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Build It: Picking Parts For Your Kid's Entry-Level Gaming PC

Memory Capacity And Data Rate

Memory Speed

Intel's entry-level chips are limited to DDR3-1066 memory speeds. As long as you're looking at kits rated for less than 1.65 V, we recommend arming the Pentium and Celeron configurations with the cheapest modules that you trust.

AMD’s APUs are compatible with kits running at up to DDR3-1866. The reason they accommodate more aggressive data rates is to provide the on-die graphics engine with plenty of memory bandwidth. Consequently, it's more important to choose the right speed, and potentially spend a little more money on higher-end modules.

4 GB (2 x 2 GB)8 GB (2 x 4 GB)
DDR3-1066$25$42
DDR3-1333$22$39
DDR3-1600$27$41
DDR3-1866$34$55

Kingston HyperX DDR3-1866 as a 4 and 8 GB kit

Memory Capacity

The next important question to answer is how much memory should you buy? Motherboards in our price range typically feature a pair of slots, leaving us to choose between 4 GB (2 x 2 GB) or 8 GB (2 x 4 GB). We decided to use modules with the highest latencies, since they're cheaper. Seeking out low-latency DDR3-1866 kits, in particular, can become an expensive task.

Our benchmarks demonstrate large jumps in performance from 1066 to 1333 MT/s, as well as 1333 and 1600 MT/s on AMD’s APUs. The difference between 1600 and 1866 MT/s is much smaller in our productivity-oriented tests, though, and we've seen the jump to 1866 MT/s doesn't have as large of an impact in gaming as using DDR3-1600. Our recommendation would be to spend whatever it takes to complement an APU with DDR3-1600. Stepping up to DDR3-1866 does help games like Metro 2033. But for lighter titles, such as DiRT 3, the difference is in the low single-digit percent range.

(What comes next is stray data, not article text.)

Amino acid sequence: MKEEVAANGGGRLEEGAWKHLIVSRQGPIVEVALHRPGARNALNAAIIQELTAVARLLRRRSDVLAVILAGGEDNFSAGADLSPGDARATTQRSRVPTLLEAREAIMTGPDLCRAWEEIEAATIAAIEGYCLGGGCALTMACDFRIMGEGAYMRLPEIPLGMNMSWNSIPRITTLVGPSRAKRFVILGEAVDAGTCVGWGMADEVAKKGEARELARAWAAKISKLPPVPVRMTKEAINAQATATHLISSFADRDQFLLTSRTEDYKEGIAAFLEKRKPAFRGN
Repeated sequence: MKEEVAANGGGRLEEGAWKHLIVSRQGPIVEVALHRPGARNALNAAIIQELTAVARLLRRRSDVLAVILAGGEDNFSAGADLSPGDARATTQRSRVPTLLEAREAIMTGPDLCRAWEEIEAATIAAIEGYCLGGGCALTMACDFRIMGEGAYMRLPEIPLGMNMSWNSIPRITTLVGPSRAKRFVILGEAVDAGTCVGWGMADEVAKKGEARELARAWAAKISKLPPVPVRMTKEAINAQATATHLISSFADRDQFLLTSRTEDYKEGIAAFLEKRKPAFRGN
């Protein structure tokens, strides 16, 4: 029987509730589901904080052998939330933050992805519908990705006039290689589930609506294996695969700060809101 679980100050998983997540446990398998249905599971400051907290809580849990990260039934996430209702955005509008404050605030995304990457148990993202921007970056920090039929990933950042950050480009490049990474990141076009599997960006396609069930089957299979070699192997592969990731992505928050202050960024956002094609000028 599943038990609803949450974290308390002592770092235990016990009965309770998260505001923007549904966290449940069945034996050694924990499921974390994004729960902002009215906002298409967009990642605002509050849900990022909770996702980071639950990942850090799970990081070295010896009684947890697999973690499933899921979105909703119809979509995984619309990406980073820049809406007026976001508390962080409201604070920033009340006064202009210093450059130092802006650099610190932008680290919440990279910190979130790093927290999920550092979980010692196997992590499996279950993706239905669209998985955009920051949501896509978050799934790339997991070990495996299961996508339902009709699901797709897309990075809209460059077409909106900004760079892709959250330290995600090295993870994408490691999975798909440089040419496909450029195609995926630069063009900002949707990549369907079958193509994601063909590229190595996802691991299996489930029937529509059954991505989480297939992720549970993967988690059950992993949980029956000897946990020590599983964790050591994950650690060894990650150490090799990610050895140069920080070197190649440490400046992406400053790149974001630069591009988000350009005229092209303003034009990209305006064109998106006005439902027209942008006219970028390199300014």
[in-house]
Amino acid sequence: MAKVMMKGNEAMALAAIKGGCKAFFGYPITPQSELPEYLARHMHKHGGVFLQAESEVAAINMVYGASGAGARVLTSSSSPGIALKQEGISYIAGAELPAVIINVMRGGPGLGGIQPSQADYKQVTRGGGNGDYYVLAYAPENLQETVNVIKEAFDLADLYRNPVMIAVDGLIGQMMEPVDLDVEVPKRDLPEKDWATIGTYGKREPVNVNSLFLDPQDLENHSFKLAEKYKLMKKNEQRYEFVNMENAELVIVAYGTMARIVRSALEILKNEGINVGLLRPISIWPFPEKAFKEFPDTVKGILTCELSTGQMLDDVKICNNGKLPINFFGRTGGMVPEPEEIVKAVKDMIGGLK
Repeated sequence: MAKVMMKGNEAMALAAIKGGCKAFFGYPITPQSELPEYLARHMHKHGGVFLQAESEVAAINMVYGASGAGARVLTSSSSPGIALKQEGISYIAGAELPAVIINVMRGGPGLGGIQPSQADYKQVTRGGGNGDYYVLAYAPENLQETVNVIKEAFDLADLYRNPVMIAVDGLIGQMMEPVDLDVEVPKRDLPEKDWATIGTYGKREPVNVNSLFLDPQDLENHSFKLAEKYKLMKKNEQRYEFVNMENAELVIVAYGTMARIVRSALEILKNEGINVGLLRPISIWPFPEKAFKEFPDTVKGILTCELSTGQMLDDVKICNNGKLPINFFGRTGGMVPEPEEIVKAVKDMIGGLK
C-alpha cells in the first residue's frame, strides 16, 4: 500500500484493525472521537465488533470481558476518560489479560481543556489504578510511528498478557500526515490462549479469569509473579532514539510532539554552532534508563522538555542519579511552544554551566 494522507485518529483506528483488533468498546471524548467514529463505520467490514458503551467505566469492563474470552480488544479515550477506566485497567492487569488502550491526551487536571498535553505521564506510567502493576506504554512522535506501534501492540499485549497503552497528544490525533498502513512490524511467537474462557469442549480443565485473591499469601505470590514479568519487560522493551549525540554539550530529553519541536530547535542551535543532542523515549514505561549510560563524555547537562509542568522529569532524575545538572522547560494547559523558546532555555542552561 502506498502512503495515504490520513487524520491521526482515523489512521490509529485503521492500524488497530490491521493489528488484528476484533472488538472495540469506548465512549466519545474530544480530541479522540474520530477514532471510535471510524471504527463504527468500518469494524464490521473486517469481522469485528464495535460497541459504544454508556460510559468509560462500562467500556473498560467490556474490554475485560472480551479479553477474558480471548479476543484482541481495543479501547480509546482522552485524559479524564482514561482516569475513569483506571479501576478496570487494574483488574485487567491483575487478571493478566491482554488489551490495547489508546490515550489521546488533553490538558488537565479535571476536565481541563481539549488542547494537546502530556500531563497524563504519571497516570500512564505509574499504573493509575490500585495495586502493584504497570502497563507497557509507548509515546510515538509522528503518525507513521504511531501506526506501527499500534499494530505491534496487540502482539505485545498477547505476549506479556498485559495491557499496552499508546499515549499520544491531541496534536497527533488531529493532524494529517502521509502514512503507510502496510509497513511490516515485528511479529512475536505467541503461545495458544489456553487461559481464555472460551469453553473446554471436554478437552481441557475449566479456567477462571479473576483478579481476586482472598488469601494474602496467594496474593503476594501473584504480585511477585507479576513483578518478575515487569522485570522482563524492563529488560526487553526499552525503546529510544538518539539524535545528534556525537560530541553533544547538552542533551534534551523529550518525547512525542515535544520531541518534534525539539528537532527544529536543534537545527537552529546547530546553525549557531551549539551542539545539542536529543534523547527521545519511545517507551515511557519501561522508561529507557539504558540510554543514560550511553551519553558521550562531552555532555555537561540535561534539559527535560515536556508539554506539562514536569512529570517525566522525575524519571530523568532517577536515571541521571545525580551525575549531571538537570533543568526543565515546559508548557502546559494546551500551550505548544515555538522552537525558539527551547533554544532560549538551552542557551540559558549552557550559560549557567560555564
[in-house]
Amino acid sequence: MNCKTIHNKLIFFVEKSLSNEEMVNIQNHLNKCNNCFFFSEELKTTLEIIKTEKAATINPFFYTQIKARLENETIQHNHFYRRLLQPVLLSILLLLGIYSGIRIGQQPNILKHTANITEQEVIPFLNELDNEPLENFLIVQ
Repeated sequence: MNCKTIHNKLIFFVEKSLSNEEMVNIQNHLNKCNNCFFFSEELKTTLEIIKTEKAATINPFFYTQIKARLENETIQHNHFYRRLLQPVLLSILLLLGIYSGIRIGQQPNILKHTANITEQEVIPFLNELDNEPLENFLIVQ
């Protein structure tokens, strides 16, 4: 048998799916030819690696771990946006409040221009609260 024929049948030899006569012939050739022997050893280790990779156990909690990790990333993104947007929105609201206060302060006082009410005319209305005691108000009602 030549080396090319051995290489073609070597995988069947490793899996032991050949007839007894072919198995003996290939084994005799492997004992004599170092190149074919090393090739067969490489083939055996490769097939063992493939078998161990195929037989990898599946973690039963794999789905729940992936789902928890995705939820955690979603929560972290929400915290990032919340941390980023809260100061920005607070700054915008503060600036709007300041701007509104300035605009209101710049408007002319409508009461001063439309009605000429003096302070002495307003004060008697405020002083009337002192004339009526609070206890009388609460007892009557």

We also see that 8 GB (2 x 4 GB) is slightly slower than 4 GB (2 x 2 GB) at identical frequencies and latencies using our AMD-based platform for productivity-oriented tasks. The opposite proves true in the gaming-based results. Once the graphics engine starts monopolizing system member, it pays to have more capacity. We also see that it's better to have 8 GB using the machine built on Intel's technology.

Bottom Line

There's a quantifiable benefit to using 8 GB of system memory, but the performance garnered with 4 GB installed is just fine, too. Generally, the need for 8 GB of RAM in an entry-level system like ours is questionable, so we recommend sticking to 4 GB, at least when you're trying to get in for as little money as possible. Memory can be upgraded later if you think ahead and buy a motherboard with four DIMM slots.

In fact, you can use some of the money you save on a 4 GB kit to buy higher data rates, though we'd suggest not spending more than an extra $10 to step up from 1600 to 1866 MT/s modules.

  • velocityg4
    Interesting, but I'm assuming most parents that build there own computers, game and read toms hardware would be better suited just giving their kids their old gaming PC's. Since many this enthusiastic will already be replacing them every couple of years. Now they have another excuse to replace them and their kids get computers made from former high end and quality parts that are still very fast and more than capable of playing any kids games and edutacational/edutainment software.

    Although I say just give them an Apple IIe so they can learn on what we learned on in school.
    Reply
  • s3anister
    velocityg4Interesting, but I'm assuming most parents that build there own computers, game and read toms hardware would be better suited just giving their kids their old gaming PC's.I see the reasoning in this, however, for someone like myself I found this an interesting article; as I'm actually about to build a computer for my nieces and they do not need a fully featured gaming rig. It doesn't make sense to give them a machine that doesn't suit their needs and I'm sure many other parents/uncles/aunts are in the same boat.